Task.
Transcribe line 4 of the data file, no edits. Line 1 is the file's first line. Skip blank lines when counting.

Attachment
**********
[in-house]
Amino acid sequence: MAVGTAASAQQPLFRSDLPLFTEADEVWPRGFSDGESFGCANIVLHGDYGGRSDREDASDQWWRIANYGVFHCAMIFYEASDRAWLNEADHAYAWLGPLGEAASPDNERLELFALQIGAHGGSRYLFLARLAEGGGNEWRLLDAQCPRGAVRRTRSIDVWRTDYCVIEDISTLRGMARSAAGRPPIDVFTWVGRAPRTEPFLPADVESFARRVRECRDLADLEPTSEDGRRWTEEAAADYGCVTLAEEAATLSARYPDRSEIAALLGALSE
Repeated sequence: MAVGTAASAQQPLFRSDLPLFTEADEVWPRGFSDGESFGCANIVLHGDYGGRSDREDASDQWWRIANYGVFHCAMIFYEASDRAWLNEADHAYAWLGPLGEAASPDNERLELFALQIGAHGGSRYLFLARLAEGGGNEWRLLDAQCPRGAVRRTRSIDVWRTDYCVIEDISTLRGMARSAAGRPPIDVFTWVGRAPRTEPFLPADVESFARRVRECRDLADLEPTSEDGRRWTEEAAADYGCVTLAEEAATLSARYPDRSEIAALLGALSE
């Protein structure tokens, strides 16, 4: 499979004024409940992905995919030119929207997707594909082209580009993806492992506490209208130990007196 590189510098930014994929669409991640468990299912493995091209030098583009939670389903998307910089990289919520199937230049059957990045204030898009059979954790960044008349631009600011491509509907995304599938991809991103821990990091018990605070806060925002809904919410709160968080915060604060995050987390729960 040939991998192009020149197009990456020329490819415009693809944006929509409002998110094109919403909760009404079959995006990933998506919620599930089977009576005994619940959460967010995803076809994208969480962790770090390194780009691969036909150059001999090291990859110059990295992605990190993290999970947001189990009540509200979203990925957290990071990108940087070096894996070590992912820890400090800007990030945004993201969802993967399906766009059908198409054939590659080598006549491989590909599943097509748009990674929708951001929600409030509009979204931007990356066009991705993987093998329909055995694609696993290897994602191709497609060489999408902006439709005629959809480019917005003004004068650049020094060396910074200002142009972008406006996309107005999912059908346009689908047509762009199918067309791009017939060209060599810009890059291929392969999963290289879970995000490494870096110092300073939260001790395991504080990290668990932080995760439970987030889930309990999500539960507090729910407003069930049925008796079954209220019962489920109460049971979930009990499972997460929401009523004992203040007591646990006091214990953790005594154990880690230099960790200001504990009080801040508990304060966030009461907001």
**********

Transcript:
């Protein structure tokens, strides 16, 4: 499979004024409940992905995919030119929207997707594909082209580009993806492992506490209208130990007196 590189510098930014994929669409991640468990299912493995091209030098583009939670389903998307910089990289919520199937230049059957990045204030898009059979954790960044008349631009600011491509509907995304599938991809991103821990990091018990605070806060925002809904919410709160968080915060604060995050987390729960 040939991998192009020149197009990456020329490819415009693809944006929509409002998110094109919403909760009404079959995006990933998506919620599930089977009576005994619940959460967010995803076809994208969480962790770090390194780009691969036909150059001999090291990859110059990295992605990190993290999970947001189990009540509200979203990925957290990071990108940087070096894996070590992912820890400090800007990030945004993201969802993967399906766009059908198409054939590659080598006549491989590909599943097509748009990674929708951001929600409030509009979204931007990356066009991705993987093998329909055995694609696993290897994602191709497609060489999408902006439709005629959809480019917005003004004068650049020094060396910074200002142009972008406006996309107005999912059908346009689908047509762009199918067309791009017939060209060599810009890059291929392969999963290289879970995000490494870096110092300073939260001790395991504080990290668990932080995760439970987030889930309990999500539960507090729910407003069930049925008796079954209220019962489920109460049971979930009990499972997460929401009523004992203040007591646990006091214990953790005594154990880690230099960790200001504990009080801040508990304060966030009461907001």